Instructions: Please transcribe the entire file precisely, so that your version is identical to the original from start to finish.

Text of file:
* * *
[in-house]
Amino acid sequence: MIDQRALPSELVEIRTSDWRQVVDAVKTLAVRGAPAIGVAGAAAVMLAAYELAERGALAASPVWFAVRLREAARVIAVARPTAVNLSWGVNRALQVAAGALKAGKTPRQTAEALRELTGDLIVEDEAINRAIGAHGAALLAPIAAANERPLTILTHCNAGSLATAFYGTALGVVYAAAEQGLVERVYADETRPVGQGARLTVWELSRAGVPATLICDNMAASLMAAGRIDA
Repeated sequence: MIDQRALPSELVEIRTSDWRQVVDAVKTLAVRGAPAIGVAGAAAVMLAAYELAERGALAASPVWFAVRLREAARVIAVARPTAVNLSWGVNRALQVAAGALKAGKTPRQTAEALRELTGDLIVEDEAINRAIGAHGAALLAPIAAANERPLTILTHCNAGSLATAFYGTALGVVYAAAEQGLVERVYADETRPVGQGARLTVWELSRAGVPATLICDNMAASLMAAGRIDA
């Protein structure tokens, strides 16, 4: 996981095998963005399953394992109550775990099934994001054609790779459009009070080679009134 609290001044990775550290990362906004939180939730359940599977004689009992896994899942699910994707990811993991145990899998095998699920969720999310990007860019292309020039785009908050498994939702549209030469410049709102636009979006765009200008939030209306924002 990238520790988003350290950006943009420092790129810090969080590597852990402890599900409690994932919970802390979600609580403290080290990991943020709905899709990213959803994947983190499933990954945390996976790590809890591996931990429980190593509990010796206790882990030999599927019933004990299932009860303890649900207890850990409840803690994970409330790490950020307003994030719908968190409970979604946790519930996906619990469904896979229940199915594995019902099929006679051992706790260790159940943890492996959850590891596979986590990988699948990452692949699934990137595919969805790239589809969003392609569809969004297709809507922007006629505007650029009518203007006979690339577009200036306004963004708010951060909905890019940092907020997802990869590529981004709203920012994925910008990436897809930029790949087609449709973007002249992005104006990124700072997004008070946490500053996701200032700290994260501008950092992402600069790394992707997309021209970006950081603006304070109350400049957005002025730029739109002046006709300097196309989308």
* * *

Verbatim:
[in-house]
Amino acid sequence: MIDQRALPSELVEIRTSDWRQVVDAVKTLAVRGAPAIGVAGAAAVMLAAYELAERGALAASPVWFAVRLREAARVIAVARPTAVNLSWGVNRALQVAAGALKAGKTPRQTAEALRELTGDLIVEDEAINRAIGAHGAALLAPIAAANERPLTILTHCNAGSLATAFYGTALGVVYAAAEQGLVERVYADETRPVGQGARLTVWELSRAGVPATLICDNMAASLMAAGRIDA
Repeated sequence: MIDQRALPSELVEIRTSDWRQVVDAVKTLAVRGAPAIGVAGAAAVMLAAYELAERGALAASPVWFAVRLREAARVIAVARPTAVNLSWGVNRALQVAAGALKAGKTPRQTAEALRELTGDLIVEDEAINRAIGAHGAALLAPIAAANERPLTILTHCNAGSLATAFYGTALGVVYAAAEQGLVERVYADETRPVGQGARLTVWELSRAGVPATLICDNMAASLMAAGRIDA
């Protein structure tokens, strides 16, 4: 996981095998963005399953394992109550775990099934994001054609790779459009009070080679009134 609290001044990775550290990362906004939180939730359940599977004689009992896994899942699910994707990811993991145990899998095998699920969720999310990007860019292309020039785009908050498994939702549209030469410049709102636009979006765009200008939030209306924002 990238520790988003350290950006943009420092790129810090969080590597852990402890599900409690994932919970802390979600609580403290080290990991943020709905899709990213959803994947983190499933990954945390996976790590809890591996931990429980190593509990010796206790882990030999599927019933004990299932009860303890649900207890850990409840803690994970409330790490950020307003994030719908968190409970979604946790519930996906619990469904896979229940199915594995019902099929006679051992706790260790159940943890492996959850590891596979986590990988699948990452692949699934990137595919969805790239589809969003392609569809969004297709809507922007006629505007650029009518203007006979690339577009200036306004963004708010951060909905890019940092907020997802990869590529981004709203920012994925910008990436897809930029790949087609449709973007002249992005104006990124700072997004008070946490500053996701200032700290994260501008950092992402600069790394992707997309021209970006950081603006304070109350400049957005002025730029739109002046006709300097196309989308």